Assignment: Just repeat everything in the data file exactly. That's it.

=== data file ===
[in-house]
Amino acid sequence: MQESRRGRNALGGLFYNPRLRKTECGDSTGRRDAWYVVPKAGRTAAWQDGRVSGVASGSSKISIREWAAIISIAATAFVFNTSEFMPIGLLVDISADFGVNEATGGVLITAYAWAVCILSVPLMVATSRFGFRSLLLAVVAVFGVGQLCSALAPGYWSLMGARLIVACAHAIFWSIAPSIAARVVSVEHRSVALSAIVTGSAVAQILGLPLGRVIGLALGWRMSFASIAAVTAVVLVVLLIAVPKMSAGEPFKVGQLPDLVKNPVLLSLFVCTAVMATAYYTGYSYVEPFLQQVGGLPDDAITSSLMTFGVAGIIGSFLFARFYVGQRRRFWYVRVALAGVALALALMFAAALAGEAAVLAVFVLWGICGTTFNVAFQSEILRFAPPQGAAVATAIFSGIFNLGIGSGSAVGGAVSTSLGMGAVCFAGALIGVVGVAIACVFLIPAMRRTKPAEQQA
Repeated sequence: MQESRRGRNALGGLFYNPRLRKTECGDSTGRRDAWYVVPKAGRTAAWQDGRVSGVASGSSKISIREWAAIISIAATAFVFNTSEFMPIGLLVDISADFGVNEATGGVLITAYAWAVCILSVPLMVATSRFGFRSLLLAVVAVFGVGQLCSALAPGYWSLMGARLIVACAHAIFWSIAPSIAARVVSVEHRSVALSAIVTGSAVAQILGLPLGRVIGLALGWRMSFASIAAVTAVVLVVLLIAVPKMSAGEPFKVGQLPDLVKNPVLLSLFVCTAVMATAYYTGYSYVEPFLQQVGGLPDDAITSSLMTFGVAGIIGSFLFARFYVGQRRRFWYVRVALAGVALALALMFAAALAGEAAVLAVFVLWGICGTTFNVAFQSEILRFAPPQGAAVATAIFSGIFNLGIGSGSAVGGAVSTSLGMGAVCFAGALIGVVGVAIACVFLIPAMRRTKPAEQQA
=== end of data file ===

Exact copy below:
[in-house]
Amino acid sequence: MQESRRGRNALGGLFYNPRLRKTECGDSTGRRDAWYVVPKAGRTAAWQDGRVSGVASGSSKISIREWAAIISIAATAFVFNTSEFMPIGLLVDISADFGVNEATGGVLITAYAWAVCILSVPLMVATSRFGFRSLLLAVVAVFGVGQLCSALAPGYWSLMGARLIVACAHAIFWSIAPSIAARVVSVEHRSVALSAIVTGSAVAQILGLPLGRVIGLALGWRMSFASIAAVTAVVLVVLLIAVPKMSAGEPFKVGQLPDLVKNPVLLSLFVCTAVMATAYYTGYSYVEPFLQQVGGLPDDAITSSLMTFGVAGIIGSFLFARFYVGQRRRFWYVRVALAGVALALALMFAAALAGEAAVLAVFVLWGICGTTFNVAFQSEILRFAPPQGAAVATAIFSGIFNLGIGSGSAVGGAVSTSLGMGAVCFAGALIGVVGVAIACVFLIPAMRRTKPAEQQA
Repeated sequence: MQESRRGRNALGGLFYNPRLRKTECGDSTGRRDAWYVVPKAGRTAAWQDGRVSGVASGSSKISIREWAAIISIAATAFVFNTSEFMPIGLLVDISADFGVNEATGGVLITAYAWAVCILSVPLMVATSRFGFRSLLLAVVAVFGVGQLCSALAPGYWSLMGARLIVACAHAIFWSIAPSIAARVVSVEHRSVALSAIVTGSAVAQILGLPLGRVIGLALGWRMSFASIAAVTAVVLVVLLIAVPKMSAGEPFKVGQLPDLVKNPVLLSLFVCTAVMATAYYTGYSYVEPFLQQVGGLPDDAITSSLMTFGVAGIIGSFLFARFYVGQRRRFWYVRVALAGVALALALMFAAALAGEAAVLAVFVLWGICGTTFNVAFQSEILRFAPPQGAAVATAIFSGIFNLGIGSGSAVGGAVSTSLGMGAVCFAGALIGVVGVAIACVFLIPAMRRTKPAEQQA